Firms unable to introduce coronavirus safety measures should not reopen – HSE
The workplace safety regulator has received more than 7,100 coronavirus-related calls from concerned workers.
Employers who are unable to introduce adequate measures to protect staff from coronavirus should not reopen their workplaces, the Health and Safety Executive (HSE) has said.
HSE chief executive Sarah Albon said every workplace should carry out a Covid-19 risk assessment before staff return, and that the “vast majority” will be able to implement social distancing and hygiene measures.
But she told Parliament’s Work and Pensions Committee on Tuesday that employers who are unable to do so should “individually not open”.
Ms Albon said that, between March 9 and May 7, the HSE received more 7,149 coronavirus-related calls and online queries from people concerned about their safety at work.
She said that, while many of those concerns were dealt with “immediately”, about 1,400 were referred to the workplace safety regulator’s inspectors for further investigation.
In 321 cases, inspectors spoke with employers, who were required to show what safety measures they had put in place, while 27 were written to, with orders for improvements to be made.
HSE inspectors are yet to close any businesses as a result of those concerns, she added.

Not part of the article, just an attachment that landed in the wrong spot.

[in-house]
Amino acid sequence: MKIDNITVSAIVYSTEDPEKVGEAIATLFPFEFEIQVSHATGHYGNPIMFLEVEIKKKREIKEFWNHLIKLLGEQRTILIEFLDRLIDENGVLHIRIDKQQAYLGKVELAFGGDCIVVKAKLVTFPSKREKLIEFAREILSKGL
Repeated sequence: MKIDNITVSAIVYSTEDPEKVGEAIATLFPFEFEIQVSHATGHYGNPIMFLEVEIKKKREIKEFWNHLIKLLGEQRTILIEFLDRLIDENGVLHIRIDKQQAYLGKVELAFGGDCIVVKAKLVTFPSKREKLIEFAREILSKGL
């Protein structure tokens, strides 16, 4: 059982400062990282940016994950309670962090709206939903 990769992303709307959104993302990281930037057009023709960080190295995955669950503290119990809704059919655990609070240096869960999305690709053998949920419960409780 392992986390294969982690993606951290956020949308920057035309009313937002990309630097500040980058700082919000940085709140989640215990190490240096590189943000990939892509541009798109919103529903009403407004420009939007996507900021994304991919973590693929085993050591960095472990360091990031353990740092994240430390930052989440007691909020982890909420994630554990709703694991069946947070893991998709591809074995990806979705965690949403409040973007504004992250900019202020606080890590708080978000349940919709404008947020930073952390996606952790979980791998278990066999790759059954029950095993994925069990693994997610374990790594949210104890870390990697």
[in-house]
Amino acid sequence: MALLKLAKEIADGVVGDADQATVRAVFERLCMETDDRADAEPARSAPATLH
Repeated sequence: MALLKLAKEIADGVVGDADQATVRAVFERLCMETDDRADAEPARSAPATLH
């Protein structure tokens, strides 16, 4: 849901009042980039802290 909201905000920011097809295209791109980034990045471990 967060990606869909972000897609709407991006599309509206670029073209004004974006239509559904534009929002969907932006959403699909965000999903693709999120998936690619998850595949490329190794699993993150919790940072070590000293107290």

Later, clarifying the figures, HSE said that 4,813 of the total calls raised concerns about a workplace, with the majority being rectified after employers were contacted by the regulator.
For the remaining 2,336, HSE provided information and advice to callers, or redirected them to the appropriate agency.
Ms Albon said a further surge in calls is expected as people begin to return to work this week, with HSE increasing its call centre staff and extending its opening hours from 5pm to 10pm to cope with demand.
Meanwhile, HSE has received 3,000 reports of coronavirus-related occupational diseases, 200 reports of dangerous occurrences and 71 worker deaths submitted through its Riddor reporting system, the committee heard.
Riddor places a duty on employers to report certain serious workplace accidents.
Asked why the figure for reported worker deaths is “so low”, Ms Albon said: “We have noticed that. We think it is at least likely we have had some significant under-reporting, and that is particularly under NHS settings where we have had very, very low numbers so far reported to us.
“We are concerned we are not getting the numbers we expect and we have been taking that up with NHS at a national level and with individual health authorities, and we will pursue that.”
Asked whether it is safe for people to go back to work, Ms Albon said: “Our view is that every workplace should do a risk assessment, that the vast majority of them should be capable of implementing social distancing and appropriate hygiene and the other best lines of defence set out in the guidance.
“But if an individual employer concludes that particular issues around the way they work or their accommodation or their staff means they can’t, then they should individually not open.”
Meanwhile, John Simpson, Public Health England’s medical director for emergency resilience and response, told the committee that 0.25% of the working population is believed to have coronavirus.
Asked whether employers should carry out temperature tests for staff, Mr Simpson said that, while the measure would reassure workers, it is “probably rather ineffective” from a health perspective.
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